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Spotlight > Whistle Categories > Escargot > 012

A delightful category of whistles are skeleton whistles. Called that because of the obvious. Yes,  they are just the frame of a whistle and need to have the sides finished — when you press your fingers to each side, thereby completing the ‘body’ you are able to make the whistle actually whistle. Typically skeletons are on the smaller side. Most of what we have seen of quality is done by silversmiths from the UK back into the early 1800s. We have yet to see ones made from other whistle makers from around the world and to date only UK and USA models are known. They can command high prices when made of silver ans since then, they have become more of a novelty and advertising tool made od steel or plastic. After the turn of the century in 1900 they were made with less and less quality and mainly are now seen as ‘tin’. We have seen them as silver, steel, — thicker steel and thinner steel ( mistakenly called ‘tin’ ). In the USA BGI made a model. Many were made with lithograph artwork and even Disney skeleton whistles are seen commonly for sale with Disney figures on them. Crackerjacks skeletons are always around for nominal prices. Pictured is a sporting catalog from the USA that advertises BGI whistles and captions a ‘star’ pattern. We found a diamond pattern, but no star yet. It is heavier gauge steel and now dates back to 1886.


  Previously were made skeletons of excellent quality by UK silversmiths. An example here at the Whistle Gallery reference collection is a very ornate skeleton by S. Blankanese dated to 1892, but there are ones dating back further.

  A very small one sometimes sold as a ‘fob’ whistle has its original chain, pictured, is pretty generic looking one all in all, but another variation to look at for comparison.

This following scrolled one here at the reference collection has an elongated mouthpiece, unusual for skeletons. It is not hallmarked and has a heavy patina. Silver none the less — out of the west coast of California. It has a crest engraved on the front C E. Very heavy and well made.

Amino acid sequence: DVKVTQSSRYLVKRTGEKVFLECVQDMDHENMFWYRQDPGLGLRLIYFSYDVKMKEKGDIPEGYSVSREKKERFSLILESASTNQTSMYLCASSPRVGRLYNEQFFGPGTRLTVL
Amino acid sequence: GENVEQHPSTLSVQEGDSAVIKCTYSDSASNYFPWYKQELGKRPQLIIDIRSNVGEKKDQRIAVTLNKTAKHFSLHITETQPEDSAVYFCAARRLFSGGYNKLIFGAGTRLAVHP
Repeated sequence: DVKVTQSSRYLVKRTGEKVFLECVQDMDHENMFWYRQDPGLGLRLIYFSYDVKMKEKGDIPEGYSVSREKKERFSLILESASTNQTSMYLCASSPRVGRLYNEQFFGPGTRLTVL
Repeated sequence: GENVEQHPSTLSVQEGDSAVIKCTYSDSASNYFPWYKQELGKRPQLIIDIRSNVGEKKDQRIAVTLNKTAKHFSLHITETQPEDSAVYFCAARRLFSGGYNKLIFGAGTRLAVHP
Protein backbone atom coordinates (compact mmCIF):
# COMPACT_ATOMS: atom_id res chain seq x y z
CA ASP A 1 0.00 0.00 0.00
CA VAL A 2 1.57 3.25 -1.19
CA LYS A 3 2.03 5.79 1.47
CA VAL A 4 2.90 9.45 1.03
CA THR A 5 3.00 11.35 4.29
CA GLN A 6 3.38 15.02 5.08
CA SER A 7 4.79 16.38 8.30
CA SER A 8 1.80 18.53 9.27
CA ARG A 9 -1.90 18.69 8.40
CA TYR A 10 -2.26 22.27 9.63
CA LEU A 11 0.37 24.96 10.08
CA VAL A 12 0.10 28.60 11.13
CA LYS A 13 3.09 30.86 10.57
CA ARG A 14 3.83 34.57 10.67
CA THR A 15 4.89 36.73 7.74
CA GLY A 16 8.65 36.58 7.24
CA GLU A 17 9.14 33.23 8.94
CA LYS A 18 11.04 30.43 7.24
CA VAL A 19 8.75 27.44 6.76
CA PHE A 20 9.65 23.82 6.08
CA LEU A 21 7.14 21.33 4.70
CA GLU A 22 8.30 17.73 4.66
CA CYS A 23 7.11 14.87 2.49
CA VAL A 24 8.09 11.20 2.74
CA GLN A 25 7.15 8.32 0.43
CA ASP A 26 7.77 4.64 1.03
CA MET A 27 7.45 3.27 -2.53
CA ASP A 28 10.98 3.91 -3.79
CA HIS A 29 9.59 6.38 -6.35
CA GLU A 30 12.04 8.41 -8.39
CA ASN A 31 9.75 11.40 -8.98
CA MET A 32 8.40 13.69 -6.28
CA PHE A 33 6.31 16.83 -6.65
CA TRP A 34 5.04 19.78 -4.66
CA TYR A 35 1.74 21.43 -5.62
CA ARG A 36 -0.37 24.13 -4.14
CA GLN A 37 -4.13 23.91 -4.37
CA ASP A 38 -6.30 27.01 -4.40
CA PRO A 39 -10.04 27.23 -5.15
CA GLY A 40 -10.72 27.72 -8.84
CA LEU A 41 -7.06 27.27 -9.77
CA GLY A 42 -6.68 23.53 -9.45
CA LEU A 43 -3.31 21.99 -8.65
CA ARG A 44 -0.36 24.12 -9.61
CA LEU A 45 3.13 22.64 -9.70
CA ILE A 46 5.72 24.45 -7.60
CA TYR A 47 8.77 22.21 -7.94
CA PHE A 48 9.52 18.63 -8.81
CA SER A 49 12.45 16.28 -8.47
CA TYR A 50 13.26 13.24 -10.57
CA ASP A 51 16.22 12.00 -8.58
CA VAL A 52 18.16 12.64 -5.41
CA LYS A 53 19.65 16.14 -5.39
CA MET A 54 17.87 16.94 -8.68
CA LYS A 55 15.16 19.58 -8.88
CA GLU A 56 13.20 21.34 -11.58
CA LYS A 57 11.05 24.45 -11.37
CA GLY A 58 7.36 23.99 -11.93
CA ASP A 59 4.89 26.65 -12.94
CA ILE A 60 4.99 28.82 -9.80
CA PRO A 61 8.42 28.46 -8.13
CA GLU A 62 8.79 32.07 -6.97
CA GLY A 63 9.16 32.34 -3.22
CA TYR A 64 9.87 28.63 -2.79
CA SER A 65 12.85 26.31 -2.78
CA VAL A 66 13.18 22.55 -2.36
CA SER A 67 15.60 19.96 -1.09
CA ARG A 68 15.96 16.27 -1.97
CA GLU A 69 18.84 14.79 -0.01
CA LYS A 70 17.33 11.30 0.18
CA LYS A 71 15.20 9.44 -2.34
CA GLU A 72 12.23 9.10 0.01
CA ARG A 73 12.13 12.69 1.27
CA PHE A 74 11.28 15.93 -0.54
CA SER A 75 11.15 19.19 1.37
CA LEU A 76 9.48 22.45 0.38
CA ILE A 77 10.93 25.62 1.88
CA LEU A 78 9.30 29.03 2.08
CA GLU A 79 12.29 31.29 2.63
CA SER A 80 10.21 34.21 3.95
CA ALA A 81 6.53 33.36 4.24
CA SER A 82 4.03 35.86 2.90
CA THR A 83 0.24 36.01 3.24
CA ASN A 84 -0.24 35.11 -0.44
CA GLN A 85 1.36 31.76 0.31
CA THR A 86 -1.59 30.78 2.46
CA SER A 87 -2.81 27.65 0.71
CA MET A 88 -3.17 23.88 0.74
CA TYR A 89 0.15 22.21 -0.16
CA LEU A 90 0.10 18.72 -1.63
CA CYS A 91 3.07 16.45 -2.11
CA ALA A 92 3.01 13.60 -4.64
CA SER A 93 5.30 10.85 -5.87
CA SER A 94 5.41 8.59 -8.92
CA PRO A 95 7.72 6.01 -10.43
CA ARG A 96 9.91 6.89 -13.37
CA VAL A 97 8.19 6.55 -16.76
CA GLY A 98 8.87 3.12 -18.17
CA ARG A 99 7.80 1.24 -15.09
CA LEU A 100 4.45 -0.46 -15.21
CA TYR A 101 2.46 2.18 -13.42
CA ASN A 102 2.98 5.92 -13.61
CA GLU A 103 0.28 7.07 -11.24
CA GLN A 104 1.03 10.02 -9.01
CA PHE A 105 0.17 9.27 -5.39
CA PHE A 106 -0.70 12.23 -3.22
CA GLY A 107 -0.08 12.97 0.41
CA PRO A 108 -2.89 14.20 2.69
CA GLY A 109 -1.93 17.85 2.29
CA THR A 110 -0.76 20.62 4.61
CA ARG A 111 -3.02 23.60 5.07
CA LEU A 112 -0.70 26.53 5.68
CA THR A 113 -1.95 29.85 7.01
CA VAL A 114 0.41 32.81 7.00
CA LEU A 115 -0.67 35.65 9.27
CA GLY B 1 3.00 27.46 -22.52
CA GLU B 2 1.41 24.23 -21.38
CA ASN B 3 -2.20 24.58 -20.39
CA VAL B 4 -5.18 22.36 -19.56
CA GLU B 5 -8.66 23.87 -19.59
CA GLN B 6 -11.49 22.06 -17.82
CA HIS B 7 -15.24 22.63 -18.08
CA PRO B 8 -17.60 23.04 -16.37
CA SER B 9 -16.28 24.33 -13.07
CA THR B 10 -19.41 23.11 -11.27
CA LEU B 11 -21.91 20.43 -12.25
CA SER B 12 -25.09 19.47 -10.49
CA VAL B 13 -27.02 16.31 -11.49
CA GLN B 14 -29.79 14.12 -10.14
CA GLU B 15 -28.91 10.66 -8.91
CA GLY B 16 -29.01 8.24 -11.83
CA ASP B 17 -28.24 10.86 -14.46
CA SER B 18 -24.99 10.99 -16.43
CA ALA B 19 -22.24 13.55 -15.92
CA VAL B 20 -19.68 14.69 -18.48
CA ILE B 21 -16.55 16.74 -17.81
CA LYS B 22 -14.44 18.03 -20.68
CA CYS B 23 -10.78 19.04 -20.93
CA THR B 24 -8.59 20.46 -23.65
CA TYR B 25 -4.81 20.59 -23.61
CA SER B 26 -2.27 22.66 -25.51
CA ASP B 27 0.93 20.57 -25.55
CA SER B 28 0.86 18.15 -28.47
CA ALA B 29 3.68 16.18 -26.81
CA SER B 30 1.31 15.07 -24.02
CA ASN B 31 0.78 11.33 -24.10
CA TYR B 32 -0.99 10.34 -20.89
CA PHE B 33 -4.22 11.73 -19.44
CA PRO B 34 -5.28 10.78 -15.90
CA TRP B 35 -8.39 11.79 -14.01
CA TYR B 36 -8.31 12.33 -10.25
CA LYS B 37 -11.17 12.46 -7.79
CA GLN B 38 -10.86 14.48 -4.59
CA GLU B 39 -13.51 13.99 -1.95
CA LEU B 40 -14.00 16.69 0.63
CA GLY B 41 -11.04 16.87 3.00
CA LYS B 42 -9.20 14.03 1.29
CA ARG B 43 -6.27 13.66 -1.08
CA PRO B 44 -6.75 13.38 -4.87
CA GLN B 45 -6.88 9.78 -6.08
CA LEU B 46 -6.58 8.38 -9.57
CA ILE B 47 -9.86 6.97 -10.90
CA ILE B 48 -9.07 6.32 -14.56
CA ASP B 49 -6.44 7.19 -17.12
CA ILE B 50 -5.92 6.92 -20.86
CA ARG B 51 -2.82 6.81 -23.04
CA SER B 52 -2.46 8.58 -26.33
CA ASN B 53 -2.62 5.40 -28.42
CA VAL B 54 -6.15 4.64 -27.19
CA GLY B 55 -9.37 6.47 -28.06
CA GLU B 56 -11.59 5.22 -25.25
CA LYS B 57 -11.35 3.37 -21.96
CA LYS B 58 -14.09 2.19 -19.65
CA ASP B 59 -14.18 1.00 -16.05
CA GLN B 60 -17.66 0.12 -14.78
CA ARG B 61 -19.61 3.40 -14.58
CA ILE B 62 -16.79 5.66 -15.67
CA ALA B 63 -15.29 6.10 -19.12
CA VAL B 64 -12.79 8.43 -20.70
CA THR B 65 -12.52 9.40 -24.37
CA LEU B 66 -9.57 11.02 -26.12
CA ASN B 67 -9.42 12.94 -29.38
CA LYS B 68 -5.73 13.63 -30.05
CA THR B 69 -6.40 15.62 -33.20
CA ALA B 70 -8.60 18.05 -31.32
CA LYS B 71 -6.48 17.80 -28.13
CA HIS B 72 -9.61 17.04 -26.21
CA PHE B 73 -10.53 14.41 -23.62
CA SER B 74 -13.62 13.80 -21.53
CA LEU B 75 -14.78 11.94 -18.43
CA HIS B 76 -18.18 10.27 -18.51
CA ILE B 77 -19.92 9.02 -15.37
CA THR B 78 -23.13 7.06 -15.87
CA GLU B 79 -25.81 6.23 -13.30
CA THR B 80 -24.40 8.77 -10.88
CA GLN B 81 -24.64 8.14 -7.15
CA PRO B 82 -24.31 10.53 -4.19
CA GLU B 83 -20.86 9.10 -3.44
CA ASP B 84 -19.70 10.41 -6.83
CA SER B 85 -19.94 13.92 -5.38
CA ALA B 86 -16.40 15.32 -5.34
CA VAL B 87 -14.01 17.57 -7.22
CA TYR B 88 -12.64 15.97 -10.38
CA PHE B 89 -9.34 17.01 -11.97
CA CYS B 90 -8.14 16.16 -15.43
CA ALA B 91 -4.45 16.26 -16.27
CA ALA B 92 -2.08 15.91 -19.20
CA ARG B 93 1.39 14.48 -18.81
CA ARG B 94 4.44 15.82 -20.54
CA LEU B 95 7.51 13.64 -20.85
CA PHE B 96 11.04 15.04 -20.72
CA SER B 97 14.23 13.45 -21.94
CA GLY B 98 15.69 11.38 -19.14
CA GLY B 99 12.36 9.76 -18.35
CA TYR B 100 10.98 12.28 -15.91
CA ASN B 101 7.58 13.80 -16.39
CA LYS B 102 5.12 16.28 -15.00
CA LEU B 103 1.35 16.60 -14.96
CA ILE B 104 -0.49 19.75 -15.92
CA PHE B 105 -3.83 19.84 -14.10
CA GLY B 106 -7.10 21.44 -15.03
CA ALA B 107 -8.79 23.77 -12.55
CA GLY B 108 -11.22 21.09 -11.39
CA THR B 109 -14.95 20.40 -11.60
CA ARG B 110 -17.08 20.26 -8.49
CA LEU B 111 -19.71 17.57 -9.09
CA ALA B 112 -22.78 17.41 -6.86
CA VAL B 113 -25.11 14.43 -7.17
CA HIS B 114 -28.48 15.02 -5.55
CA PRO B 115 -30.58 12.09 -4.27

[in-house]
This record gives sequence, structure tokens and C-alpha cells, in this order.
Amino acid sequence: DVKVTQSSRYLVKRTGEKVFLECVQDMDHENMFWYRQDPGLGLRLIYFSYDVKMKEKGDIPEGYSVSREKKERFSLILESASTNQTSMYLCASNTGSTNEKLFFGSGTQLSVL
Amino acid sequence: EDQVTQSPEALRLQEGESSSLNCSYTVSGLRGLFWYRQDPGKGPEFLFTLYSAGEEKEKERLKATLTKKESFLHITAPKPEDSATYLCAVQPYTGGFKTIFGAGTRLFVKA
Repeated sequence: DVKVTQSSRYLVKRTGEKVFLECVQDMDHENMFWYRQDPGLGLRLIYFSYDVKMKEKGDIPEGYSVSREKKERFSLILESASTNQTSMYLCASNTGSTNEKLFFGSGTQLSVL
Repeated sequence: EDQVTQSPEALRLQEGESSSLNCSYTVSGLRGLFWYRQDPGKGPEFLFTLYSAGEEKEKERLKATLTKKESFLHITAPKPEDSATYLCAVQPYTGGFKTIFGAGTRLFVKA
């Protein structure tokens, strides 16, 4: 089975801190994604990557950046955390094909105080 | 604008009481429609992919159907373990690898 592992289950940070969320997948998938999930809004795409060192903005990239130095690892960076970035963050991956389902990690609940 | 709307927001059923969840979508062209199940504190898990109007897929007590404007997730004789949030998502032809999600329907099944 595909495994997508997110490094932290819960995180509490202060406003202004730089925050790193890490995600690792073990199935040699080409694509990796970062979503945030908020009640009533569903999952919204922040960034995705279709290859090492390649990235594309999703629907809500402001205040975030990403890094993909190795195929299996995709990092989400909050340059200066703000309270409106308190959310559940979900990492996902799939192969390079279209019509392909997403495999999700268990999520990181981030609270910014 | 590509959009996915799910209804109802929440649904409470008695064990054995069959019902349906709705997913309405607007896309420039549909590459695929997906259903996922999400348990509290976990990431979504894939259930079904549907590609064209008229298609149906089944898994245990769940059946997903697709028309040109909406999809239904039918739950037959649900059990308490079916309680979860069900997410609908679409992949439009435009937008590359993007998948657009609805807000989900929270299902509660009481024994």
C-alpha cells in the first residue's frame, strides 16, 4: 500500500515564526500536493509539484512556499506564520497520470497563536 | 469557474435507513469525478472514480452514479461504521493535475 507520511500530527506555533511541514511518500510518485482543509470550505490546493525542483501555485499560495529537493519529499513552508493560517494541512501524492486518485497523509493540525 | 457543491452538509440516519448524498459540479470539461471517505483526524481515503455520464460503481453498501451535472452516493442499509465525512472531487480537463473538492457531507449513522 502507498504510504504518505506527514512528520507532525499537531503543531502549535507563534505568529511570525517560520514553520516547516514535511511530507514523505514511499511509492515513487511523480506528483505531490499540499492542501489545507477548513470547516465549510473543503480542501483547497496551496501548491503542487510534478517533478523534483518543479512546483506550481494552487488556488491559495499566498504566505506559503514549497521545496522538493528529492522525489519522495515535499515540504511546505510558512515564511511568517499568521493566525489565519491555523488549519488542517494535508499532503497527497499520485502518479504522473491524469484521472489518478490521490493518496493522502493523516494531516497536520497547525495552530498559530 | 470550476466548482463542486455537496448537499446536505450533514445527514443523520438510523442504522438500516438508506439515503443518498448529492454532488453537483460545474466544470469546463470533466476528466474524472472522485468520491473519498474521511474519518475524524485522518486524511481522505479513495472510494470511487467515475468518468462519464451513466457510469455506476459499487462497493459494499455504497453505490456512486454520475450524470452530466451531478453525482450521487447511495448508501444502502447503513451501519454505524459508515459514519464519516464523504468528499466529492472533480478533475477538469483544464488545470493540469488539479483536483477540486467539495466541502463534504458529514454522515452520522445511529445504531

Lastly let’s do a 360 degree look at a large steel advertising skeleton made by J.E. Mergott and Company circa 1929

This one is quite wide for a skeleton. The sound is sharp It will not work without completing the sides – we tried. To help get a relative bearing on sizes now take a look at some comparisons to each other and a full size escargot from the states. You can see the typical smaller size of a silversmiths model, the unusual crested model and a larger steel model.

Now let’s compare to an escargot…

And side by side…

In June of 2013 we found this most interesting twist on skeletons. It has side ornamentation. It is pre 1900 and fully hallmarked and is again made by a silversmith. The understrengthening is not unusual, nor is the top ring or diminuative size. However even with the sides it still falls within the catagory of skeletons, as it will not work unless the sides are 'finished' with ones finger and thumb.




That ends our tour of the delightful category of skeleton whistles. As we find significant ones we will add them here. TWG


Posted April 19, 2013

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